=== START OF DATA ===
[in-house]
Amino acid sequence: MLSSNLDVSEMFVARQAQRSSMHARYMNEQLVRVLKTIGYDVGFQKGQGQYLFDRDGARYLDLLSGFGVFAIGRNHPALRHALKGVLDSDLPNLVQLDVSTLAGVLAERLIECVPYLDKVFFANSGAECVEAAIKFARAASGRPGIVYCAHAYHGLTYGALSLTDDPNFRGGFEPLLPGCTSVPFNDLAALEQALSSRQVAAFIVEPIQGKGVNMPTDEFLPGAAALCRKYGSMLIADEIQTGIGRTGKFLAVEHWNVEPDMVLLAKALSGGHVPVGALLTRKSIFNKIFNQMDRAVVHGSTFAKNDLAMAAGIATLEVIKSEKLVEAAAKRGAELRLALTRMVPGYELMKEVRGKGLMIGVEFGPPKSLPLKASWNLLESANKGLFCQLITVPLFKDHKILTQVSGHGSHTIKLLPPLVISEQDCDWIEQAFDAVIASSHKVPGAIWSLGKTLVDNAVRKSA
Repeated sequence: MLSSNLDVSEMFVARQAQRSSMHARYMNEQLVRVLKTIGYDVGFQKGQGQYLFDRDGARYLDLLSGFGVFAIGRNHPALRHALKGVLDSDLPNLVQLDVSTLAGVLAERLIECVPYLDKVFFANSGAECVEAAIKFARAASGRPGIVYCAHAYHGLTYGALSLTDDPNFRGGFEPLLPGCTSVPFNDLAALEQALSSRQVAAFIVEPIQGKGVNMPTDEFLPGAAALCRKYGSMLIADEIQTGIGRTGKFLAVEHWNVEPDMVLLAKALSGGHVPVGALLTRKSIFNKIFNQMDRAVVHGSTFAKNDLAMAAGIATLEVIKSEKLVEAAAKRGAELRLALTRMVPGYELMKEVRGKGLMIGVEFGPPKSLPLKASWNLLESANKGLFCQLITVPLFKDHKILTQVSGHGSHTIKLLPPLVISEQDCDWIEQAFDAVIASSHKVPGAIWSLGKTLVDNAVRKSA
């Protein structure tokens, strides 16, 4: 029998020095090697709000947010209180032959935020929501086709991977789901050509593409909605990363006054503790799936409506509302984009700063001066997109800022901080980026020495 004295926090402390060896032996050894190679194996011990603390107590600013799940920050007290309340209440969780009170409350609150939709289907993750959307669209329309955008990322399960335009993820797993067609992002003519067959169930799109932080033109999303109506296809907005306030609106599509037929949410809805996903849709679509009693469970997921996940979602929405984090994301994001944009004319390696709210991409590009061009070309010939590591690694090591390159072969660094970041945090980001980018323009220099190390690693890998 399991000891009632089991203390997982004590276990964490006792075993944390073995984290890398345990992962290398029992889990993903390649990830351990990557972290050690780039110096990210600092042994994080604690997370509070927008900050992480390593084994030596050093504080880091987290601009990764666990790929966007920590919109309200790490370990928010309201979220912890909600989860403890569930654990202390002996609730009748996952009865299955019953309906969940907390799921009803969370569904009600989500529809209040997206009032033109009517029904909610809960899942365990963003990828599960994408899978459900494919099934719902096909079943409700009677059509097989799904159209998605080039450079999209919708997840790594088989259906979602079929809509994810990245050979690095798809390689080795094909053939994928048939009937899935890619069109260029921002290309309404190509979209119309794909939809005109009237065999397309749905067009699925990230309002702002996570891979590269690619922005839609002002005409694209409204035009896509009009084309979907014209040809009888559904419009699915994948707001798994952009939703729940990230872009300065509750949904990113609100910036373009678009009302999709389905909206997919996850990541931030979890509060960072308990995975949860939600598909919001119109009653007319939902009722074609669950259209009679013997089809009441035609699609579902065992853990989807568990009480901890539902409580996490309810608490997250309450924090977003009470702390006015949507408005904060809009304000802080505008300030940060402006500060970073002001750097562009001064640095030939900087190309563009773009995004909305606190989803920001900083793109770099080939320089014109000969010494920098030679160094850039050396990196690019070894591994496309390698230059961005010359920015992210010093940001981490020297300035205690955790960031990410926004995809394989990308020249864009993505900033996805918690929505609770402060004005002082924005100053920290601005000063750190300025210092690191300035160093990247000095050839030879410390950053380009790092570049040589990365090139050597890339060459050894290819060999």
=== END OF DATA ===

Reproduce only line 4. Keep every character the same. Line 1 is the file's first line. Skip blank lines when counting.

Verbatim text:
């Protein structure tokens, strides 16, 4: 029998020095090697709000947010209180032959935020929501086709991977789901050509593409909605990363006054503790799936409506509302984009700063001066997109800022901080980026020495 004295926090402390060896032996050894190679194996011990603390107590600013799940920050007290309340209440969780009170409350609150939709289907993750959307669209329309955008990322399960335009993820797993067609992002003519067959169930799109932080033109999303109506296809907005306030609106599509037929949410809805996903849709679509009693469970997921996940979602929405984090994301994001944009004319390696709210991409590009061009070309010939590591690694090591390159072969660094970041945090980001980018323009220099190390690693890998 399991000891009632089991203390997982004590276990964490006792075993944390073995984290890398345990992962290398029992889990993903390649990830351990990557972290050690780039110096990210600092042994994080604690997370509070927008900050992480390593084994030596050093504080880091987290601009990764666990790929966007920590919109309200790490370990928010309201979220912890909600989860403890569930654990202390002996609730009748996952009865299955019953309906969940907390799921009803969370569904009600989500529809209040997206009032033109009517029904909610809960899942365990963003990828599960994408899978459900494919099934719902096909079943409700009677059509097989799904159209998605080039450079999209919708997840790594088989259906979602079929809509994810990245050979690095798809390689080795094909053939994928048939009937899935890619069109260029921002290309309404190509979209119309794909939809005109009237065999397309749905067009699925990230309002702002996570891979590269690619922005839609002002005409694209409204035009896509009009084309979907014209040809009888559904419009699915994948707001798994952009939703729940990230872009300065509750949904990113609100910036373009678009009302999709389905909206997919996850990541931030979890509060960072308990995975949860939600598909919001119109009653007319939902009722074609669950259209009679013997089809009441035609699609579902065992853990989807568990009480901890539902409580996490309810608490997250309450924090977003009470702390006015949507408005904060809009304000802080505008300030940060402006500060970073002001750097562009001064640095030939900087190309563009773009995004909305606190989803920001900083793109770099080939320089014109000969010494920098030679160094850039050396990196690019070894591994496309390698230059961005010359920015992210010093940001981490020297300035205690955790960031990410926004995809394989990308020249864009993505900033996805918690929505609770402060004005002082924005100053920290601005000063750190300025210092690191300035160093990247000095050839030879410390950053380009790092570049040589990365090139050597890339060459050894290819060999």